Many RVers think of the tires on our RVs the same way we think about the tires on our vehicles. Most of us give our tires a quick once over. Checking the tread wear, inflating them to proper PSI and inspecting them for defects. If these things check out, we’re good to go right?
But one often overlooked check is the tires age. An RVs tire may look perfectly fine with lots of tread left but if older has the potential to be rotted out from the inside, as well as sun checked on the sidewalls.
In that condition, a blowout tends to be more catastrophic usually causing damage to the RV wheel well area as the main tread area peels away from the tire body and flaps around violently until the rig can be safely pulled over. If plumbing or electrical wiring is nearby the damage can get very expensive and leave you waiting for repairs when you should be enjoying the trip.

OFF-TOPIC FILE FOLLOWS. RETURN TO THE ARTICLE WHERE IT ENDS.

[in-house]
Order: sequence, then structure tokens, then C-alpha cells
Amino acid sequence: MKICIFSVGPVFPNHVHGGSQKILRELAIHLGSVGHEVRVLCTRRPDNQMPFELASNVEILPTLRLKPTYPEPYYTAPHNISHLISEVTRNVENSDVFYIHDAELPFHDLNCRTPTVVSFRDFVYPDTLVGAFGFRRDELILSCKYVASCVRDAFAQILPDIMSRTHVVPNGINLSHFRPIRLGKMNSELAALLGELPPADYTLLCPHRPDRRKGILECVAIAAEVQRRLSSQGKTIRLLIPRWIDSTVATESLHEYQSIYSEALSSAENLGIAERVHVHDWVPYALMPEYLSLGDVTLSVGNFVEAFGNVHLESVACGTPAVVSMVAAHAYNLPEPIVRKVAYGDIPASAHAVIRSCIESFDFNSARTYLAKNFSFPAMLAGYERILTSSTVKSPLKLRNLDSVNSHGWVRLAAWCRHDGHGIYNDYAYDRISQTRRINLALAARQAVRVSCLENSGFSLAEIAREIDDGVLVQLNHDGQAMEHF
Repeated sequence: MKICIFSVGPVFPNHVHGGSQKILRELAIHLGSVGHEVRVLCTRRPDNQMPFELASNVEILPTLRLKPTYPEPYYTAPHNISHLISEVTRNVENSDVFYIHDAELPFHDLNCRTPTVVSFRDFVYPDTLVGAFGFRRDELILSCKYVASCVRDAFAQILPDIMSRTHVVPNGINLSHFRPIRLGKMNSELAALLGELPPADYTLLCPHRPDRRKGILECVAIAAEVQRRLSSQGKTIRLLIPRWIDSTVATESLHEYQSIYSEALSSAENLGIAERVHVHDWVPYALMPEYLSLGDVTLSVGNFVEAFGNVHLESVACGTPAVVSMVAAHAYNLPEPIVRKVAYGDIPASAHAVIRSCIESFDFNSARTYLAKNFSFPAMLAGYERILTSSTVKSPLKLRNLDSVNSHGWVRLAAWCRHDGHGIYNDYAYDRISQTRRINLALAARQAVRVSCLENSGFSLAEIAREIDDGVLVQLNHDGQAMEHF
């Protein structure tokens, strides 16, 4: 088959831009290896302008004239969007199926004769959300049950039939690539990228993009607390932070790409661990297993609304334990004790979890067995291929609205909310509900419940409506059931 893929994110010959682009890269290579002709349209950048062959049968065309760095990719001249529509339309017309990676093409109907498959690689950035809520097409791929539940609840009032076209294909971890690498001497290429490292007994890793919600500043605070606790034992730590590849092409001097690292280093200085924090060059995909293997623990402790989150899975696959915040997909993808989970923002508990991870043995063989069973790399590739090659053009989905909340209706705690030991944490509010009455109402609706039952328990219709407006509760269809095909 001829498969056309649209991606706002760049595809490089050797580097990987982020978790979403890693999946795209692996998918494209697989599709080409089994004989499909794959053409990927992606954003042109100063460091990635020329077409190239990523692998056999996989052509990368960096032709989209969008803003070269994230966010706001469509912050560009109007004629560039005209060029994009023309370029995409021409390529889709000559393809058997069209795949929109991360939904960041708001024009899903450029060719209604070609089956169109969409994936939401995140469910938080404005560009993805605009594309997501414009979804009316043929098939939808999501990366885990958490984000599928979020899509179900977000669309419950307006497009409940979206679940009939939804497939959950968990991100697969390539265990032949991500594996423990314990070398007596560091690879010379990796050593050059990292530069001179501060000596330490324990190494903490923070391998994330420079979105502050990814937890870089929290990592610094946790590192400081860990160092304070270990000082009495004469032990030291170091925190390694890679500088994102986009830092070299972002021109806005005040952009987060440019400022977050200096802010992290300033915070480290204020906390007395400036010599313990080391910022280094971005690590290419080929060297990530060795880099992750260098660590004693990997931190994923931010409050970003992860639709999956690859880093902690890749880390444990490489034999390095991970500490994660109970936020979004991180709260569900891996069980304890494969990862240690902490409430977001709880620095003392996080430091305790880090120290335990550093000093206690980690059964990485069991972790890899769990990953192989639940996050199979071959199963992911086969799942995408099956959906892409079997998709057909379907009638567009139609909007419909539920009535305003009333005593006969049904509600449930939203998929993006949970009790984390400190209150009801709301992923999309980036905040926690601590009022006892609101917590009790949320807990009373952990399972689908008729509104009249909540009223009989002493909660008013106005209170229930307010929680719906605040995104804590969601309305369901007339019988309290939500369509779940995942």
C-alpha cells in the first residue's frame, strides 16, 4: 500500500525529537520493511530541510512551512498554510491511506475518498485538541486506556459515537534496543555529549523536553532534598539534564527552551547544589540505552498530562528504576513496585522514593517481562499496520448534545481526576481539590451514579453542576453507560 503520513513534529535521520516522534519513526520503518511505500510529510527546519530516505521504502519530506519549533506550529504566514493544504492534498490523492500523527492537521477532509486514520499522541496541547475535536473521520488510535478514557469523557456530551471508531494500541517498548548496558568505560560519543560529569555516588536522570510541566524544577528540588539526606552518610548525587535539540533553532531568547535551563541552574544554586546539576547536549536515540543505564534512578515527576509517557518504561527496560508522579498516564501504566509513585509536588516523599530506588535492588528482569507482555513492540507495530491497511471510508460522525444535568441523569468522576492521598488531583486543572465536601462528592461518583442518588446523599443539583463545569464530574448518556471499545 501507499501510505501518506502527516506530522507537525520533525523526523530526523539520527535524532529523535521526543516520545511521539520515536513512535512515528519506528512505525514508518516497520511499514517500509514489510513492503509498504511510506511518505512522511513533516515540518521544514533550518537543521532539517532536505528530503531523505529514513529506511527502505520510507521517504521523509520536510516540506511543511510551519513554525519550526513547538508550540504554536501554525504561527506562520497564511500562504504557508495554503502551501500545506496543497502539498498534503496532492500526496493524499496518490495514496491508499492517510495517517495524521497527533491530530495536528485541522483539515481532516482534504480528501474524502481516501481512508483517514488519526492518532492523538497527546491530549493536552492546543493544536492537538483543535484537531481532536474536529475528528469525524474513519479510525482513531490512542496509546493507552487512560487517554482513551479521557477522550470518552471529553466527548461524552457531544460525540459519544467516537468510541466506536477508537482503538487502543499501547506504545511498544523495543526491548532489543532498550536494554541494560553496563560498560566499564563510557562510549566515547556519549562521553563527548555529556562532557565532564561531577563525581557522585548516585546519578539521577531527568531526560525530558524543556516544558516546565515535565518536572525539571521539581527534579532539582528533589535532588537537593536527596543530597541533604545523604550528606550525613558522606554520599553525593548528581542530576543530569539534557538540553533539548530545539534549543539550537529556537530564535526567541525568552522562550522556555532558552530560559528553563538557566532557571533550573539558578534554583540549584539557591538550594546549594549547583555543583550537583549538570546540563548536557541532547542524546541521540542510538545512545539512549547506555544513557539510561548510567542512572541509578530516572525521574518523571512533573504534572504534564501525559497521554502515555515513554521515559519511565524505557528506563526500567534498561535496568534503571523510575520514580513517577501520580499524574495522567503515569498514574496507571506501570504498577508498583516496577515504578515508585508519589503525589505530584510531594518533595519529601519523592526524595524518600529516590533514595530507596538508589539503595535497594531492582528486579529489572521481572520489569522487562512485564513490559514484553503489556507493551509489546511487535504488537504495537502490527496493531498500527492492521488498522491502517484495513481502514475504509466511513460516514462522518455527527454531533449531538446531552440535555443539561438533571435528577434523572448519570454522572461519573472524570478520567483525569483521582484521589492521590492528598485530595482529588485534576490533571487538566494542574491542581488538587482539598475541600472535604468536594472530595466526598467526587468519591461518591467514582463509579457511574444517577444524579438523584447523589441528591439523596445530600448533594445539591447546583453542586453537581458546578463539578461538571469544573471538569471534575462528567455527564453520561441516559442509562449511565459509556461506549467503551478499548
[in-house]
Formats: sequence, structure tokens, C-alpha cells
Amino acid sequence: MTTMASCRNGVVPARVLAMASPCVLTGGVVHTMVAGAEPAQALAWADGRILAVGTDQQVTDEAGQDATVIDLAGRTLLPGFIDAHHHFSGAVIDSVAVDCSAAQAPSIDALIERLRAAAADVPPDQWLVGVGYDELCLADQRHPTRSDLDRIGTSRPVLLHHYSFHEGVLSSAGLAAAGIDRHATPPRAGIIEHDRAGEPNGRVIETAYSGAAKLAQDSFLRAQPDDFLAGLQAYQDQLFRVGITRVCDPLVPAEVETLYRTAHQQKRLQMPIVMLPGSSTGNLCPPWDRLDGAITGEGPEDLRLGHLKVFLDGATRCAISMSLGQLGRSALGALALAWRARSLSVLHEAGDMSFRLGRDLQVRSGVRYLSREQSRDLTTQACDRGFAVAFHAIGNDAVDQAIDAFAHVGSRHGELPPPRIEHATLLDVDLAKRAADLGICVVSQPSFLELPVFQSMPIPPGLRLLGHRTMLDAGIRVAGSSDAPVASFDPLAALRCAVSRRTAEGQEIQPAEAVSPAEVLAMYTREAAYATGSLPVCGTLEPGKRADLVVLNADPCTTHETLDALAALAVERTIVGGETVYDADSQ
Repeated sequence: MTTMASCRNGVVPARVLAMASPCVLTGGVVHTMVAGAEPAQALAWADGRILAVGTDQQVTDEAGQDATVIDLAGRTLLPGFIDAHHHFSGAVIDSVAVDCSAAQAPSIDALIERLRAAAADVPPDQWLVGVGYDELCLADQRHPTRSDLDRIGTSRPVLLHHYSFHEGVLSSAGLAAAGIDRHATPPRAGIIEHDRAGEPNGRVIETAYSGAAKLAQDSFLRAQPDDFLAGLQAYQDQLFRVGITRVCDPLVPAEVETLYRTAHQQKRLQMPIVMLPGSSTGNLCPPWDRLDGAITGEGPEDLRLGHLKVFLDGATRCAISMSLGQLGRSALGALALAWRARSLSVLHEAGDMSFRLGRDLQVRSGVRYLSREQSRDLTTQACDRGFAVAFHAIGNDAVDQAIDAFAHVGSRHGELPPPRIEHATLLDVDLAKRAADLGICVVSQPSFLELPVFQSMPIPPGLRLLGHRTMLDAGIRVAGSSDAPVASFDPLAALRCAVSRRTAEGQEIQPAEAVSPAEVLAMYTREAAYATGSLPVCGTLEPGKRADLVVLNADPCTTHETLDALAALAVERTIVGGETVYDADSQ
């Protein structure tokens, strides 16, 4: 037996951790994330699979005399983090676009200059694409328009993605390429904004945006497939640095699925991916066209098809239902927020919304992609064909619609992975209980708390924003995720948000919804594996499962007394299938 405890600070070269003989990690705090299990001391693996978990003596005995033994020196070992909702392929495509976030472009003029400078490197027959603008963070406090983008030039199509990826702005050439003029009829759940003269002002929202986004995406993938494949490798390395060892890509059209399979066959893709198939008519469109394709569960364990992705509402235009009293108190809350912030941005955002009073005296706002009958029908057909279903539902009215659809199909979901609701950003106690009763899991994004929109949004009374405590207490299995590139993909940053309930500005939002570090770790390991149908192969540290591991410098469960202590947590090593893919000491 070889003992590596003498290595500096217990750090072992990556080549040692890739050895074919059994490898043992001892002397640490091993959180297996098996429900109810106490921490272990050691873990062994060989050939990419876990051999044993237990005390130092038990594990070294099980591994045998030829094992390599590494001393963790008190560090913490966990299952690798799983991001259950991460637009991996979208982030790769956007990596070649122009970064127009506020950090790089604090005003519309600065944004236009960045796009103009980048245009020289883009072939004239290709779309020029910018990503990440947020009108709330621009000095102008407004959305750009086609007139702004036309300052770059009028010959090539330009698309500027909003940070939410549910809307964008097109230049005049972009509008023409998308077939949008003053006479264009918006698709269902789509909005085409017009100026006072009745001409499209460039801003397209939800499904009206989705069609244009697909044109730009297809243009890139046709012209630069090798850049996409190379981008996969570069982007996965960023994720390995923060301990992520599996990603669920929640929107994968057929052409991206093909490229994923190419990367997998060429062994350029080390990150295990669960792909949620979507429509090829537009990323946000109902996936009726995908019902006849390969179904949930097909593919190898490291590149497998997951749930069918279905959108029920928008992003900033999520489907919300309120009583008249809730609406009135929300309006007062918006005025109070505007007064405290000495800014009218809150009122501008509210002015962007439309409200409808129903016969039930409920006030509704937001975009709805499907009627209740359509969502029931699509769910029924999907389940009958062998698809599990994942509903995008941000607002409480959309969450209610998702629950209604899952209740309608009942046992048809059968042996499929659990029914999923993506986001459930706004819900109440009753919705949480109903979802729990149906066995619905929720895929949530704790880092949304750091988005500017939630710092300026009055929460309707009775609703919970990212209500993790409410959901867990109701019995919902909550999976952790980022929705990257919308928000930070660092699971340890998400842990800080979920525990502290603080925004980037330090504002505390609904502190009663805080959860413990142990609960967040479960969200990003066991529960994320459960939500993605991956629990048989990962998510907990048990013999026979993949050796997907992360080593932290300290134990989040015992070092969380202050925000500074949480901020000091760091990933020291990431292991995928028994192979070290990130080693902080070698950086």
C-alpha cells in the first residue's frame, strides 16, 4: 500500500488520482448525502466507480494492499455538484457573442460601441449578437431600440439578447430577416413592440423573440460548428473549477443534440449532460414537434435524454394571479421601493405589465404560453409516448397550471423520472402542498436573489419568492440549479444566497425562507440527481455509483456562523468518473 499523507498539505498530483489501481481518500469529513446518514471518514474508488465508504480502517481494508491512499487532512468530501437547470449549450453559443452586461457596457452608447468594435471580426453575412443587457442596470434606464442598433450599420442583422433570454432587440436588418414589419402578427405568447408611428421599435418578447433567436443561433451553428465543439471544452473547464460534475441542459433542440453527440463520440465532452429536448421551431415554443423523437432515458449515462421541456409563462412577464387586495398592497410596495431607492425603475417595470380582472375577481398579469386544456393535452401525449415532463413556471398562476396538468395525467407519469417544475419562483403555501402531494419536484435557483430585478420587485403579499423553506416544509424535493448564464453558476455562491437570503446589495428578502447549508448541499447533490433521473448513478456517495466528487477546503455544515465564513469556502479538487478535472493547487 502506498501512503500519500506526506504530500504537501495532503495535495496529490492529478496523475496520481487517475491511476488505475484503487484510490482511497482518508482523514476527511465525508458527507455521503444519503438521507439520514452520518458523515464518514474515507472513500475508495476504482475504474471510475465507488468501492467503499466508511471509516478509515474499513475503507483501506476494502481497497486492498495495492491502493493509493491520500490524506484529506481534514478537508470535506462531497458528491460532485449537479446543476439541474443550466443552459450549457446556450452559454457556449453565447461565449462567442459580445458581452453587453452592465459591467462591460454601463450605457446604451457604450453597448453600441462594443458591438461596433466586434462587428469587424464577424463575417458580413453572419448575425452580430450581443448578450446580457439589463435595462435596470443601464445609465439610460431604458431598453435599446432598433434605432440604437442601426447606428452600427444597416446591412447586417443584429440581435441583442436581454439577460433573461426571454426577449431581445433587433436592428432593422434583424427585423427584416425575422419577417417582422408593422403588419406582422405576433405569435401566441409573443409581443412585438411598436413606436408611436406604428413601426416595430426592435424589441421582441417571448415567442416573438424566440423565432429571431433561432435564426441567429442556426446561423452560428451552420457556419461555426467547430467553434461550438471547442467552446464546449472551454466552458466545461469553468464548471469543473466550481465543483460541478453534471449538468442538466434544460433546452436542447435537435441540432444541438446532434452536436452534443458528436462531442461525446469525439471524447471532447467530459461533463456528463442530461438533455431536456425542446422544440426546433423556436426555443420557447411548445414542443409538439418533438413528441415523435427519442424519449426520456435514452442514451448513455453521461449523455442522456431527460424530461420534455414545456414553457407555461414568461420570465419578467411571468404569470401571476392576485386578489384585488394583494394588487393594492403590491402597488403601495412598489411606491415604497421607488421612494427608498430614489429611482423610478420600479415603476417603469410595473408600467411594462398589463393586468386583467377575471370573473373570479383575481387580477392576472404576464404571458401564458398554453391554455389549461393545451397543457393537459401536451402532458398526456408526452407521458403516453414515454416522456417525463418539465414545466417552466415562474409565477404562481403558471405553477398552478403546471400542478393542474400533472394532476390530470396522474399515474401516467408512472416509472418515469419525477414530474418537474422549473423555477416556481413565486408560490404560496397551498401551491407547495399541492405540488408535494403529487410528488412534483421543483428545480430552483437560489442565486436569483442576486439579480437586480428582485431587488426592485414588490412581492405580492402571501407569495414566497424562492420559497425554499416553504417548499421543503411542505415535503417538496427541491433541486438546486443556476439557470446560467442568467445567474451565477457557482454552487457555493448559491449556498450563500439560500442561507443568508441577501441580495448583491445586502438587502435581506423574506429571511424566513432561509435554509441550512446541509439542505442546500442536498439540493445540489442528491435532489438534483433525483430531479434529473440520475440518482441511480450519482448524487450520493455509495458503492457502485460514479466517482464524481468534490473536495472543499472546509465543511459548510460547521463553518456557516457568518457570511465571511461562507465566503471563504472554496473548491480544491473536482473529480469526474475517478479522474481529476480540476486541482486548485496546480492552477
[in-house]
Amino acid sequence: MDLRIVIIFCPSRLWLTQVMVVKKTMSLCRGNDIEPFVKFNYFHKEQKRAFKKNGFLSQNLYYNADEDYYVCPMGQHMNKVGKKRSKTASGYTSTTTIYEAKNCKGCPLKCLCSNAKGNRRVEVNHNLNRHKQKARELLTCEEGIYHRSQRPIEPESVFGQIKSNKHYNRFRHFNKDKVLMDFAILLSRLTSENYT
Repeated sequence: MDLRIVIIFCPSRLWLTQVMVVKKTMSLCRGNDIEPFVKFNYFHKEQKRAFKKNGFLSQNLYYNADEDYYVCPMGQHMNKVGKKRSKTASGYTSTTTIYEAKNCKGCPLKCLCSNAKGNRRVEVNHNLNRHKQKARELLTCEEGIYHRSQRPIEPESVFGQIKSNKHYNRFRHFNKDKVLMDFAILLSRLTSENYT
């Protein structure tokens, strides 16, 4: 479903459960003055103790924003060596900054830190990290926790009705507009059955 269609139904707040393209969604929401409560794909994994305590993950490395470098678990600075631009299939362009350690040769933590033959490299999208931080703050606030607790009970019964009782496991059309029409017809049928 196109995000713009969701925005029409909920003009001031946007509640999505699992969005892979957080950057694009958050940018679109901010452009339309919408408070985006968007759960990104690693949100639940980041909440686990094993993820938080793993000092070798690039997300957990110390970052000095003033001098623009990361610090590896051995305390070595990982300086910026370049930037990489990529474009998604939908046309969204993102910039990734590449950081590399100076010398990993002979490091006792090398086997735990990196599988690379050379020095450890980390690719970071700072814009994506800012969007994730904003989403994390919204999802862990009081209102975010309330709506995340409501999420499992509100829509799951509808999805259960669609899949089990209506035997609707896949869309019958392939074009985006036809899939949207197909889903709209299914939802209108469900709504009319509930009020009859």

Determining the Tires Manufacture Date
So, it’s well worth a look, especially if it’s a “new to you” used RV. The conventional wisdom indicates trailer tires should be changed at 5 years of age and motorhome tires somewhere between 7 -10 years. Each manufacturer generally has the recommended lifespan available online or ask your local tire dealership for advice.
A quick google search will reveal several sites detailing how to find a tires age. Finding the Tires Data Code
Basically, you read the last 4 numbers – The first two digits are the week of manufacture, and the last two digits are the year. Below is an example of a trailer tire DOT code showing they were made in the 18th week of 2014
This quick look at the numbers on the tire sidewall and a bit of research may save a dangerous tire failure down the road.